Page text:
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African-born startup launches education platform that encourages entrepreneurship

 

The multifunctional online subscription site offers tried-and-tested creative crafting lesson plans, teaching resources and business acumen

CAPE TOWN, South Africa, January 28, 2020/ — A Cape Town based startup, www.CreativeCraftingClub.com bridges the gap between entrepreneurship for stay-at-home parents and education for tots-to-tweens. The multifunctional online subscription site offers tried-and-tested creative crafting lesson plans, teaching resources and business acumen for parents, educators and budding entrepreneurs, to kick start their own kids’ creative crafting club in their community.

The www.CreativeCraftingClub.com membership’s STEAM (Science, Technology, Engineering, Art, Mathematics)-based lesson plans have been endorsed by occupational therapists, engineers, architects and artists to ensure the crafting topics are contemporary, child-friendly (for ages 2 – 12 years) and of international standards. They can be used to complement school curriculums, extramural activities or simply to run a creative at-home business.

South African sisters, Christelle (architect) and Stefanie (engineer) are the founders of the www.CreativeCraftingClub.com and brainchild, Canvas Club. It was through the success of their franchise Canvas Club, which has expanded to over 50 franchise locations across three countries in two years, that the powerful pair saw the need to develop a worldwide business model that not only encourages creativity in kids, but entrepreneurship for parents too.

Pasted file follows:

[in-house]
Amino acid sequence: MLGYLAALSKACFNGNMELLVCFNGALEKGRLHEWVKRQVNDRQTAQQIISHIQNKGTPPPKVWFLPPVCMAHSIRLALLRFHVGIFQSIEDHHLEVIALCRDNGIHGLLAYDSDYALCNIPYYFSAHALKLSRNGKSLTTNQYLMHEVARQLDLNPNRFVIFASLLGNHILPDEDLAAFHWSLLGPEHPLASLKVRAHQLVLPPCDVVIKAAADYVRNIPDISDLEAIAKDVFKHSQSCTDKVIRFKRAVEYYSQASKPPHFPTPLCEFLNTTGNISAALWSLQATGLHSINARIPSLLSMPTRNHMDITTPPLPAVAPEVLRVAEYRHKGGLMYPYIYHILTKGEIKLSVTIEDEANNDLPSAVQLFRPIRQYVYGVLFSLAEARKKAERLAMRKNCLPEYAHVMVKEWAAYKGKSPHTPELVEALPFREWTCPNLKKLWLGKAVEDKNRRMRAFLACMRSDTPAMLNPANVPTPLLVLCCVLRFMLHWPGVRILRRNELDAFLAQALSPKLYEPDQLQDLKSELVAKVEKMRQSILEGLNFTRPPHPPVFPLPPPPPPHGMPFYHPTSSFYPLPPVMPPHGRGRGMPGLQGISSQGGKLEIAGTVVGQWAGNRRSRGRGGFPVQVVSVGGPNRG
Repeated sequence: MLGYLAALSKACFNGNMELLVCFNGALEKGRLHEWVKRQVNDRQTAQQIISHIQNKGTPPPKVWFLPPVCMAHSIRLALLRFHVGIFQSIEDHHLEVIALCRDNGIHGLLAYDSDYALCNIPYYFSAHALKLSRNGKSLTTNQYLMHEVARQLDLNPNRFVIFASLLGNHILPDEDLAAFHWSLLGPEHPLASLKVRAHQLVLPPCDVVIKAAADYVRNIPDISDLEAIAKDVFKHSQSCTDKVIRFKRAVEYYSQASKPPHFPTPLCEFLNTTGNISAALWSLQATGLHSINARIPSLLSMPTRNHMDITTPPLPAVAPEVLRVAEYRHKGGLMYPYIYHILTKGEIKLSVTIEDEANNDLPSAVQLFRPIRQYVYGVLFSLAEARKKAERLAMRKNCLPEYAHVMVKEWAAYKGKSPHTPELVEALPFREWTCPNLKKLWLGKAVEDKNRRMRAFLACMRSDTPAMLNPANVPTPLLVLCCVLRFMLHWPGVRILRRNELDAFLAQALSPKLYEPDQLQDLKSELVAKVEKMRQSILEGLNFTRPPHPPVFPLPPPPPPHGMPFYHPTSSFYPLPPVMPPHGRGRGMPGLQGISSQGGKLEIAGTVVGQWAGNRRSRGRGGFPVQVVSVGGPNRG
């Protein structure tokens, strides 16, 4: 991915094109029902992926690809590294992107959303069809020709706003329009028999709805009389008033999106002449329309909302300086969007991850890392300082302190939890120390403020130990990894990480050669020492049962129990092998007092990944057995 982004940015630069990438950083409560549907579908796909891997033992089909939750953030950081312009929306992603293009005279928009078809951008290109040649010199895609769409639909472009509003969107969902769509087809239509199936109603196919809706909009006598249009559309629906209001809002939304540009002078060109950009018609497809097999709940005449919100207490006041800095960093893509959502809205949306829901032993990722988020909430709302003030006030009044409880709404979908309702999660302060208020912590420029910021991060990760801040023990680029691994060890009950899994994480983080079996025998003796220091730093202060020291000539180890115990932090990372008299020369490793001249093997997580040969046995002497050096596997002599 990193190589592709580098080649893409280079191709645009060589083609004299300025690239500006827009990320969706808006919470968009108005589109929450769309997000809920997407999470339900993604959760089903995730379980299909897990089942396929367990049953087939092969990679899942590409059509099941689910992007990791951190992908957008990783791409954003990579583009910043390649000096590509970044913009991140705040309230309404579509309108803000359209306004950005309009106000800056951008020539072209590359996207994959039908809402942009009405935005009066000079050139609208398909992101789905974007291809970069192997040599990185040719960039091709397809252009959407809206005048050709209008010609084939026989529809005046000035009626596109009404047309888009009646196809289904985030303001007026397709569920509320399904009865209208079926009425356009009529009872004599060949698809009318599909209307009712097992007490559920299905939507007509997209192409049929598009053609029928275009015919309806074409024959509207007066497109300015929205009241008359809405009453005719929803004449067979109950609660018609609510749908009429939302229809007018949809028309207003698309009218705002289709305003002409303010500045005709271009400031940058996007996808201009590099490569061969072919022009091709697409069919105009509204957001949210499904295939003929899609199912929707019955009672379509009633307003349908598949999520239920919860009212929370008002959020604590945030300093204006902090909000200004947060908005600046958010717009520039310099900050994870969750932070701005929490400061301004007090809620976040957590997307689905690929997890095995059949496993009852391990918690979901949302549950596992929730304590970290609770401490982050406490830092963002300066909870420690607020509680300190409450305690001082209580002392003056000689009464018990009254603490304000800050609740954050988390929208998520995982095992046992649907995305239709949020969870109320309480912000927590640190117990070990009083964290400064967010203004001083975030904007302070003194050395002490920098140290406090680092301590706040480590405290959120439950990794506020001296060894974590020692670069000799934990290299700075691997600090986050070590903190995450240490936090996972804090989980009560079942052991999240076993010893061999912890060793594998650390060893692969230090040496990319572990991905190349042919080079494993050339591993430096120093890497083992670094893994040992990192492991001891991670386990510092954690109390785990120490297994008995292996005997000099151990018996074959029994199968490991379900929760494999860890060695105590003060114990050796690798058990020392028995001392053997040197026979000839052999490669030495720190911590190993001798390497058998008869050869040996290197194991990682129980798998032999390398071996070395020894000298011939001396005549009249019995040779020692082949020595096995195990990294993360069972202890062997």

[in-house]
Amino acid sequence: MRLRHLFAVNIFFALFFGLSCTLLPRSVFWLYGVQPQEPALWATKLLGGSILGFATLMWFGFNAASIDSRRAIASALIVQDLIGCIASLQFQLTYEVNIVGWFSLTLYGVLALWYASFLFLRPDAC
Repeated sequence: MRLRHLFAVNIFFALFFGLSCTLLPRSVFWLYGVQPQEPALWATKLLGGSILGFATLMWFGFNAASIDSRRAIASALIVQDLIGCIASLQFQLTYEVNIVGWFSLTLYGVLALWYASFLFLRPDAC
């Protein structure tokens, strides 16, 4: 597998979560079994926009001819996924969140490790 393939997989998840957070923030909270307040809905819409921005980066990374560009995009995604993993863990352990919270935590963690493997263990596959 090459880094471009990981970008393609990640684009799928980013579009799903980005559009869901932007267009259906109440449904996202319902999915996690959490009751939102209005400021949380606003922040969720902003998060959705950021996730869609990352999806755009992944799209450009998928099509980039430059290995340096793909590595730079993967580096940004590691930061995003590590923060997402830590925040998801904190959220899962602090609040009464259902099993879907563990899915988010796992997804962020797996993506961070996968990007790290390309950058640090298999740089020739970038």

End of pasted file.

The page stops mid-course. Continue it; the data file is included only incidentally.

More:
Stefanie says: “one of the biggest struggles we see moms face is finding a flexible way to generate extra income. We’ve seen the sense of community and transformation that the membership platform is creating for these women first-hand.” Club member, Lili Probart, attests: “Creative Crafting Club gave me the tools to pursue my dream of teaching children, despite not being a schoolteacher.”

Achieving a healthy work-family balance is proving to be a challenge for mothers. Research shows that mothers are 79% less likely to be hired and earn 14 to 18% less than non-mothers. Furthermore, stay-at-home moms are half as likely to get a job interview as moms who were retrenched. The “motherhood penalty” suggests businesses are concerned about stay-at-home parents’ prioritising family over work.

Christelle says: “being a mom is a rewarding job, but that doesn’t mean you have to choose between parenting and a fulfilling career. The Creative Crafting Club membership not only tackles education but encourages entrepreneurship in communities, especially for stay-at-home parents in Africa who are often tasked with looking after not only their own children, but other children in their communities too.”

For more information or to enrol, go to www.CreativeCraftingClub.com.

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